RALEIGH — Woodland owners in 52 counties, including Chatham County, impacted by Hurricane Florence and recognized as federally-declared disaster areas can now apply for cost-share funding for …
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RALEIGH — Woodland owners in 52 counties, including Chatham County, impacted by Hurricane Florence and recognized as federally-declared disaster areas can now apply for cost-share funding for reforestation efforts. The North Carolina General Assembly approved $2.5 million in time-limited funding for reforestation efforts that will be administered by the N.C. Department of Agriculture and Consumer Services and the N.C. Forest Service.
Requests considered on a first-come, first-served basis. Get the full details about this program on Cooperative Extension’s Growing Small Farms website at https://golinks.ncsu.edu/reforestation-funds
Horton Middle School took to Twitter Feb. 7 to announce one of its own had won a state award.
Michael McMillan, a seventh-grade science teacher at Horton Middle, was a recipient of the 2019 North Carolina Association for Supervision and Curriculum Development Teaching Excellence Award. McMillan received the award during the NCASCD’s annual conference Feb. 6-8 in Pinehurst.
Horton Middle’s Twitter account posted a photo of McMillan with the certificate and wrote that it was “a well deserved award for a hardworking teacher who always puts his students first.”
The NCASCD is the state chapter of the Association for Supervision and Curriculum Development, a nonprofit educational organization made up of educators around the world that, according to its website, “is dedicated to excellence in learning, teaching and leading so that every child is healthy, safe, engaged, supported and challenged.”
The Chatham Historical Museum is in the midst of celebrating Black History Month by hosting an exhibit honoring an African-American family from Siler City.
First opening in January, the “Crossing Racial Lines” exhibit on the Tod R. Edwards family will stay at the museum until March. The Edwards family operated a successful jewelry store from 1905 to 1961. According to the museum, friends and members of the family have loaned artifacts to help tell the story.
The museum is in the historic Chatham County Courthouse in downtown Pittsboro and is open from 11 a.m. to 4 p.m. every Wednesday, Thursday and Friday. For more info, visit chathamhistory.org.
SILER CITY — “Scene X Scene,” the first acting intensive ever offered at Jordan-Matthews High School, has accepted 21 students to participate in a series of after-school workshops culminating in a free community performance.
Applicants admitted to “Scene X Scene” are Gisselle Aleman Moreno, Lindley Andrew, Laci Burt, Jackie Carrillo, Ivanol Chay-Perez, Corrine Collison, Litzy Garcia Santos, David Gonzalez, Andrea Lopez, Mia Lopez-Calvo, Zy’kiuh Marsh, Alana May, Kayli McIntosh, July Ramos Corona, Hannah Redding, Natalie Santiago, Conrad Suits, Sydney Suits, Jennifer Trejo Benitez, Jackie Vasquez and Samantha Zarate.
“Scene X Scene” is offered by JMArts, the Jordan-Matthews Arts Foundation, to help aspiring actors build their skills by working on dramatic scenes in two-hour, weekly workshops. The focus on working “scene by scene” gives the acting intensive its name.
Participants will offer a free showcase performance on May 2 at 7 p.m. in the Jordan-Matthews High School Auditorium, followed by a reception for the actors and audience in the JM Media Center.
Jessica Nunn, founder and director of The Phoenix Theatre Company, is leading the acting intensive as workshop clinician and director of the showcase performance. She believes this focus on acting is a great opportunity for all of the students. “Each student has an opportunity to improve their skills set, beyond just character choices for the musical,” Nunn said. “Also, it’s a great chance for each student to be a lead character!”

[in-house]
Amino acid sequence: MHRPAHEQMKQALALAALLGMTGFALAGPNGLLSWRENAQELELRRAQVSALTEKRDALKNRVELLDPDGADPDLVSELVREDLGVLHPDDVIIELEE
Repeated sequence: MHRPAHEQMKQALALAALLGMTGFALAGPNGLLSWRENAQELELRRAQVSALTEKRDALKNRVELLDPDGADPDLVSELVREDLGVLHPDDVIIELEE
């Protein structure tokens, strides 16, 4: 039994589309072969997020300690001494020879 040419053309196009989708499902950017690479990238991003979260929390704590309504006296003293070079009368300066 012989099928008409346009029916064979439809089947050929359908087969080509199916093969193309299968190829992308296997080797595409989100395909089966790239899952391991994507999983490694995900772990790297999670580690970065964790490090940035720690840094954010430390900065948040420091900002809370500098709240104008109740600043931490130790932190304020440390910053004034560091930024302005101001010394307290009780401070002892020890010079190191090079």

“Scene X Scene” is offered free to students thanks to support from the North Carolina Arts Council, a division of the Department of Natural and Cultural Resources, through the Chatham Arts Council.
SILER CITY — Siler City Mayor John Grimes, on behalf of the Siler City Board of Commissioners, has sent a letter to the N.C. Dept. of Transportation seeking assistance as the town moves forward with a review of Mountaire’s request to permanently close E. Third Street.
The street had been closed for most of last year to facilitate the construction of Mountaire’s $170 million 255,000 square foot poultry processing facility. Late last year, Mountaire requested the permanent closure of the street, citing safety and traffic flow concerns.
“While I believe the request to close this portion of East Third Street is made by Mountaire in an effort to enhance efficiency and productivity of its operations, we have concerns over the adverse impacts that this closure would to to existing businesses in the area,” the letter read.
The Board of Commissioners decided late last year to wait to consider Mountaire’s request until the plant is up and running. The board determined it felt it best to study the traffic patterns and impacts over a period of several months once the plant is moving at full steam. According to Grimes, that review period would be no less than 90 days.
“Through my communications with members of the Siler City Board of Commissioners, we are convinced that the request for a partial closure...will be unsuccessful and unsupported on the local level unless it connectivity to US Hwy 64 is preserved,” the letter read, noting the substantive project the NCDOT is planning for the Hwy. 64 corridor.
The letter notes that assistance from NCDOT would be “advantageous to all parties concerned.”
Chatham Community Library will host a local author event featuring Andrew Reynolds, author of “The Children of Harvey Milk: How LGBTQ Politicians Changed the World,” from 1-3 p.m. on March 2.
Reynolds is a professor, writer, and activist, originally from London. He has been a professor of political science at UNC-Chapel Hill since 2001. He founded and directs the UNC LGBTQ Representation and Rights Research Initiative, the leading global think tank focused on LGBTQ politics. His work has been featured in the New York Times, Washington Post, Guardian, New Statesman, and widely online. His 12 non-fiction books range from African politics to the Arab Spring, elections to the future of democracy. For 25 years he has been an advisor on democratic design in the world’s most dangerous places, including South Africa, Somalia, Afghanistan, Libya, Burma, Ukraine and many others.